The appellant also asserts that Bond v. State, 694 S.W.2d 622, 623 (Tex App.-Beaumont 1985, pet. ref'd), supports her claim that the record in this case cannot be used to decide her appeal. In Bond, the Court of Appeals reversed the conviction because the court reporter could not take notes during part of the State's closing argument because the prosecutor was speaking too quickly for the reporter's ability. It was later found that the tape was faulty and did not record the argument. Ibid. The question in the case was whether the defendant had failed to exercise due diligence in failing to object to the missing portion of the record when it was discovered. The Court held that the defendant need be diligent only in requesting the transcription of the record and that when, through no fault of his own, the defendant is deprived of the record, an appellate court cannot affirm the conviction. Ibid. The appellant's case is distinguishable because she has not shown that she has been deprived of the record.18
The appellant also directs us to State Farm Fire & Cas. Ins. Co. v. Vandiver, 941 S.W.2d 343 (Tex.App.-Waco 1997, no pet.). In that case, the court reporter failed to take notes of portions of depositions that were read into the record. The Court of Appeals held that the tapes could be used to establish the pages and lines of the depositions and that the record could be supplemented with the parts of the depositions. Id. at 343. The Court of Appeals specifically rejected its prior holding that the use of materials other than the notes taken at trial to supplement the reporter's record would constitute a new record. Id. at 349 (overruling Home Ins. Co. v. Hambric, 906 S.W.2d 956 (Tex.App.-Waco 1995, no pet.)). The appellant argues that her case is distinguishable from Vandiver because the procedure in that case was dependent on the existence of “a proper written transcription of the testimony made at the time the deposition was given.” Ibid.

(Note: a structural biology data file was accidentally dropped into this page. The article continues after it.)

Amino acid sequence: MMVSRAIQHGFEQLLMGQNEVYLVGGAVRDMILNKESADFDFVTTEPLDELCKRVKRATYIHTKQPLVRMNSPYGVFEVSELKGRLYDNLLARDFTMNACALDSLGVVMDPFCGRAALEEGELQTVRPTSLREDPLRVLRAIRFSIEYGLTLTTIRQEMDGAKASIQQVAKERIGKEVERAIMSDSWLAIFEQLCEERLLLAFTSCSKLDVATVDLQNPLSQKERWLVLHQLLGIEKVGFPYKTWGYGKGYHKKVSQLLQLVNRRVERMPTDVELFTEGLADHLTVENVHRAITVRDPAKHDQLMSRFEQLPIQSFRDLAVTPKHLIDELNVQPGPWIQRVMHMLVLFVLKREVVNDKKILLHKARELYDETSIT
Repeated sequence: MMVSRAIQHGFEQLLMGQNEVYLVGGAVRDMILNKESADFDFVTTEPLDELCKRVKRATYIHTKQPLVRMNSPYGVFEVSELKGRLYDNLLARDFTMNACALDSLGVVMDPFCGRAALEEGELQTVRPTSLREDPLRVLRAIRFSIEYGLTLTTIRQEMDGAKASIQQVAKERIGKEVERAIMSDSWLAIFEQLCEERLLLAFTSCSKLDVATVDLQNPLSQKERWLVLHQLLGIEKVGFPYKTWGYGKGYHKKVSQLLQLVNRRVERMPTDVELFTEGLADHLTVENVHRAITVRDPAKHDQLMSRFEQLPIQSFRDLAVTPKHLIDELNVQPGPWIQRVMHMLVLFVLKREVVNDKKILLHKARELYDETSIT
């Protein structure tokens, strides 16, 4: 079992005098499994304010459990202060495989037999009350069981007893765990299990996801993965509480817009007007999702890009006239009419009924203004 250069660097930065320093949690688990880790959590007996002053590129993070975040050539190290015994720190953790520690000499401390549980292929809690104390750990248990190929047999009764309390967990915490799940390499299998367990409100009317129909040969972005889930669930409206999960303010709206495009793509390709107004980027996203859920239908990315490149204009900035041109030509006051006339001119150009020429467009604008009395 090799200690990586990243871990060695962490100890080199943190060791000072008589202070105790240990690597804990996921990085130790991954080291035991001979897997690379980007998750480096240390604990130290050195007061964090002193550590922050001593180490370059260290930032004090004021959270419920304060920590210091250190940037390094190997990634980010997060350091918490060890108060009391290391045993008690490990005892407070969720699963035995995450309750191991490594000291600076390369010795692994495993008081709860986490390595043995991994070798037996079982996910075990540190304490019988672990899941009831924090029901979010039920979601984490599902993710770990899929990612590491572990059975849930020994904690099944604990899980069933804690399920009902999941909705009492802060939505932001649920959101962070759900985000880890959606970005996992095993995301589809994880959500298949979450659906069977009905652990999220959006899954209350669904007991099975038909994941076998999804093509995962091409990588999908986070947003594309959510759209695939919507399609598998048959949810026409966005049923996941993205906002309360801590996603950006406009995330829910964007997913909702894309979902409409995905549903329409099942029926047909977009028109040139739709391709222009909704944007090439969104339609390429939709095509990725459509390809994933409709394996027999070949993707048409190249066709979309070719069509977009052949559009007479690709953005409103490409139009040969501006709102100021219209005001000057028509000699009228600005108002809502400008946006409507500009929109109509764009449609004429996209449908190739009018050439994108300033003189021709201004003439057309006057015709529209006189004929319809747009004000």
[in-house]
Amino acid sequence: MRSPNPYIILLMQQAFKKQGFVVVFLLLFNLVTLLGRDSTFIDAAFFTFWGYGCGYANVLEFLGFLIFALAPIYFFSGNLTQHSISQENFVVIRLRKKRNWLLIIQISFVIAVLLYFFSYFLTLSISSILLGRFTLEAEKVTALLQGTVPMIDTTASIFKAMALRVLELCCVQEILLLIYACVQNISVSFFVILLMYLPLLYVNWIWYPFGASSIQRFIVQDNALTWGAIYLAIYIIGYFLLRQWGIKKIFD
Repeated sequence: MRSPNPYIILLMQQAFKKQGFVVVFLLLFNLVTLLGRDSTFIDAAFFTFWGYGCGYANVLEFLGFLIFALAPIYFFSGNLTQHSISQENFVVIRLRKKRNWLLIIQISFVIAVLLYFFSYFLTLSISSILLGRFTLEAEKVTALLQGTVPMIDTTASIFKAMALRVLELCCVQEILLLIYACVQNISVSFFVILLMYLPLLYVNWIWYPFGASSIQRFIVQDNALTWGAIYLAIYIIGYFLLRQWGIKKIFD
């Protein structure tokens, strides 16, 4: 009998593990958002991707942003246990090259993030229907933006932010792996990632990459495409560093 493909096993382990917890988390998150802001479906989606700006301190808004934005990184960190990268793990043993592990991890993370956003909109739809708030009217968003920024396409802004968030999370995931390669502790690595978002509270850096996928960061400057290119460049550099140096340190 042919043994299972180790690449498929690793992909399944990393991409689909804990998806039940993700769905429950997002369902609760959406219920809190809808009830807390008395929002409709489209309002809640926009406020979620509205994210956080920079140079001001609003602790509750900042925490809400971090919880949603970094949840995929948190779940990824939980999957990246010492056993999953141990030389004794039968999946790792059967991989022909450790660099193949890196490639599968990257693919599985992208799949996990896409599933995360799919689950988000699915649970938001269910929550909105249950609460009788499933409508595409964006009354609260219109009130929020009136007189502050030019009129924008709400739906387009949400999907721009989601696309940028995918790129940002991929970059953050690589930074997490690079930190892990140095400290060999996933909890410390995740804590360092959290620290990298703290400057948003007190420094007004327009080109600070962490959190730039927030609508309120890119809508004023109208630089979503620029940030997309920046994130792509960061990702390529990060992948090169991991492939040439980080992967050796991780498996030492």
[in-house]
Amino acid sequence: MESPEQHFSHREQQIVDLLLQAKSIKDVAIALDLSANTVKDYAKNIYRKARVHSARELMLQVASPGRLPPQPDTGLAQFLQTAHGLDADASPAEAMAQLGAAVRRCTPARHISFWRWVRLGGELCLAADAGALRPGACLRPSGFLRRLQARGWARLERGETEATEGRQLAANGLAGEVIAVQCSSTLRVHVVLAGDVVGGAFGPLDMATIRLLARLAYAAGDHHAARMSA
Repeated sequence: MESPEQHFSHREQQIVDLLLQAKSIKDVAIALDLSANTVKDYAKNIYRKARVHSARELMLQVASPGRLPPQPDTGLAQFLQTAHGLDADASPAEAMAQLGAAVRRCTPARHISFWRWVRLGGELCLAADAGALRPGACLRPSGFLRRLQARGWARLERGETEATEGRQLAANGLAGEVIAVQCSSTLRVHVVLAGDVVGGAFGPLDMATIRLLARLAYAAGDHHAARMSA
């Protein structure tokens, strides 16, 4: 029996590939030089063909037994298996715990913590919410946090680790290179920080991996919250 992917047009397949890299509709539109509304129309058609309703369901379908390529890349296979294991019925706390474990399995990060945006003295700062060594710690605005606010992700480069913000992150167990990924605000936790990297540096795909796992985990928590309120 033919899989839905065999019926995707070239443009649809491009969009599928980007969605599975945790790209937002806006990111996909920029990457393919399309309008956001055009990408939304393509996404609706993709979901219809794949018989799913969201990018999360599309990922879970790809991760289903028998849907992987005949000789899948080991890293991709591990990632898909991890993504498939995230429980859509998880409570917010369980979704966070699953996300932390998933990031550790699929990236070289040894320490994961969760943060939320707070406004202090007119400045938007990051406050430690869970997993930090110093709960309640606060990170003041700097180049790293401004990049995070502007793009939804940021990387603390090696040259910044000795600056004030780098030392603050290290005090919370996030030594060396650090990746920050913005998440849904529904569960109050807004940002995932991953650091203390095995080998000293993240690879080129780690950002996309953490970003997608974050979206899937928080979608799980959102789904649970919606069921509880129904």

The State argues that Vandiver stands for the proposition that courts can use materials other than the official notes taken during proceedings to obtain an accurate reporter's record. The Court of Appeals said that:
While it cannot be denied that a contemporaneous verbatim recording of the events at trial is a large part of ensuring that a complete and accurate record of the trial court proceedings is prepared, the conclusion does not follow that the record will necessarily be incomplete in every instance where there is some absence of a contemporaneous verbatim recording.